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Michelle Obama Talks About Marriage Counseling, a Miscarriage, and IVF in New Interview

And she opens up even more about these topics in her new memoir, Becoming.

Barack and Michelle Obama
Photography by: Getty

Barack and Michelle Obama have one of the strongest public marriages of the century—and their union is one that's inspired so many young couples on their own paths into married life. Still, that doesn't mean that the Obamas marriage is perfect. The former first lady's most recent interview with Good Morning America's Robin Roberts revealed that the couple's unbreakable bond has been tested more than once—through marital conflict and fertility struggles, especially, she shared.

 

Obama tackles all of these subjects in her new memoir, Becoming. One of the biggest takeaways from the book, she told Roberts, is that no marriage is perfect and that seeking help when it's needed is a sign of strength. "Marriage counseling for us was one of those ways where we learned how to talk out our differences," she explained. "I know too many young couples who struggle and think that somehow there's something wrong with them. And I want them to know that Michelle and Barack Obama, who have a phenomenal marriage and who love each other, we work on our marriage. And we get help with our marriage when we need it."

 

Related: Barack Obama Says You Should Ask Yourself These Three Questions Before Proposing

 

The former FLOTUS also opened up about a specific time when her and her husband's marriage was tested. Their first attempts to start a family were marked by trial and, devastatingly, a miscarriage. "I felt like I failed because I didn't know how common miscarriages were because we don't talk about them," Obama said. "We sit in our own pain, thinking that somehow we're broken." She went on to reveal that, with the support of her husband, she turned to IVF to conceive her two daughters, Sasha and Malia. "I realized that as I was 34 and 35," said the mom-of-two. "We had to do IVF."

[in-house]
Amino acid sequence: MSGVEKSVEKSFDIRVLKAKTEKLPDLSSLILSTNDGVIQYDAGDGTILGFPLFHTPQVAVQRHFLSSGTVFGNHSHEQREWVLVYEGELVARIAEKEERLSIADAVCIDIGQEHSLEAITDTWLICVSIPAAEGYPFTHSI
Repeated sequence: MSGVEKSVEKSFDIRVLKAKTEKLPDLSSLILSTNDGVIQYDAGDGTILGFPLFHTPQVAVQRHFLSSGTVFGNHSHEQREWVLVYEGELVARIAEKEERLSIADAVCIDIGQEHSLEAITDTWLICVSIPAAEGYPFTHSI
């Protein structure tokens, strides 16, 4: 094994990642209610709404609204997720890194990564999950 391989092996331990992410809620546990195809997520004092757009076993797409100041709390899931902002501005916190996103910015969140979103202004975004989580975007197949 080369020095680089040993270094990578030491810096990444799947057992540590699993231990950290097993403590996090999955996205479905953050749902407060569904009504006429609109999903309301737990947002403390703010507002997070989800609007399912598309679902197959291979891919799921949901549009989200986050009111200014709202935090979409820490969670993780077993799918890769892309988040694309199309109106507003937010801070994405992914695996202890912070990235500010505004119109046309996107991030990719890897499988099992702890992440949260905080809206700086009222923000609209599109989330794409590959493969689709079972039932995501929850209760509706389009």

Considering the couple's longwinded joint political career, it's not surprising that periods of stress and loss have punctuated their love story. Despite hardship, that romantic history has never dwindled, she said. In fact, Obama says that her feelings for her husband are as strong now as they were when she first fell in love with him. "As soon as I allowed myself to feel anything for Barack, the feelings came rushing—a toppling blast of lust, gratitude, fulfillment, wonder," she wrote in her memoir of the moment her future husband first kissed her on a summer night years ago.